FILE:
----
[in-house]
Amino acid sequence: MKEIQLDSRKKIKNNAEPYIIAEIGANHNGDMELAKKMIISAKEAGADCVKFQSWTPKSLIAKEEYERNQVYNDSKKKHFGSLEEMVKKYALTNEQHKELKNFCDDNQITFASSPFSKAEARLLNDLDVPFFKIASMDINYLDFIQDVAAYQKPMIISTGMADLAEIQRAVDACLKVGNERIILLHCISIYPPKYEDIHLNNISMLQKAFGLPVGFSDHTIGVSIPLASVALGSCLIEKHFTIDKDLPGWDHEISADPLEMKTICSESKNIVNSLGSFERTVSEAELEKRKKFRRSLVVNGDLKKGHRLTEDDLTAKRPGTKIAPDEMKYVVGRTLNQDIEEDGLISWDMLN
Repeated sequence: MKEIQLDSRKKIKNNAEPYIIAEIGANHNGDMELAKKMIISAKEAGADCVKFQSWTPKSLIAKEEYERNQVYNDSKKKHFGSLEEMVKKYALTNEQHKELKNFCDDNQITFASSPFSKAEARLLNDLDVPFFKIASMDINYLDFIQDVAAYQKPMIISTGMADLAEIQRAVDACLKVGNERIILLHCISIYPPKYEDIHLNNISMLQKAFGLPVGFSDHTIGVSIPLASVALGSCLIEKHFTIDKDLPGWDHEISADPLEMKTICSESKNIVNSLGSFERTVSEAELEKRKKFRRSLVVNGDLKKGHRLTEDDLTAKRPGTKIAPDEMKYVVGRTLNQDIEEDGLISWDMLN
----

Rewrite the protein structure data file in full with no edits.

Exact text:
[in-house]
Amino acid sequence: MKEIQLDSRKKIKNNAEPYIIAEIGANHNGDMELAKKMIISAKEAGADCVKFQSWTPKSLIAKEEYERNQVYNDSKKKHFGSLEEMVKKYALTNEQHKELKNFCDDNQITFASSPFSKAEARLLNDLDVPFFKIASMDINYLDFIQDVAAYQKPMIISTGMADLAEIQRAVDACLKVGNERIILLHCISIYPPKYEDIHLNNISMLQKAFGLPVGFSDHTIGVSIPLASVALGSCLIEKHFTIDKDLPGWDHEISADPLEMKTICSESKNIVNSLGSFERTVSEAELEKRKKFRRSLVVNGDLKKGHRLTEDDLTAKRPGTKIAPDEMKYVVGRTLNQDIEEDGLISWDMLN
Repeated sequence: MKEIQLDSRKKIKNNAEPYIIAEIGANHNGDMELAKKMIISAKEAGADCVKFQSWTPKSLIAKEEYERNQVYNDSKKKHFGSLEEMVKKYALTNEQHKELKNFCDDNQITFASSPFSKAEARLLNDLDVPFFKIASMDINYLDFIQDVAAYQKPMIISTGMADLAEIQRAVDACLKVGNERIILLHCISIYPPKYEDIHLNNISMLQKAFGLPVGFSDHTIGVSIPLASVALGSCLIEKHFTIDKDLPGWDHEISADPLEMKTICSESKNIVNSLGSFERTVSEAELEKRKKFRRSLVVNGDLKKGHRLTEDDLTAKRPGTKIAPDEMKYVVGRTLNQDIEEDGLISWDMLN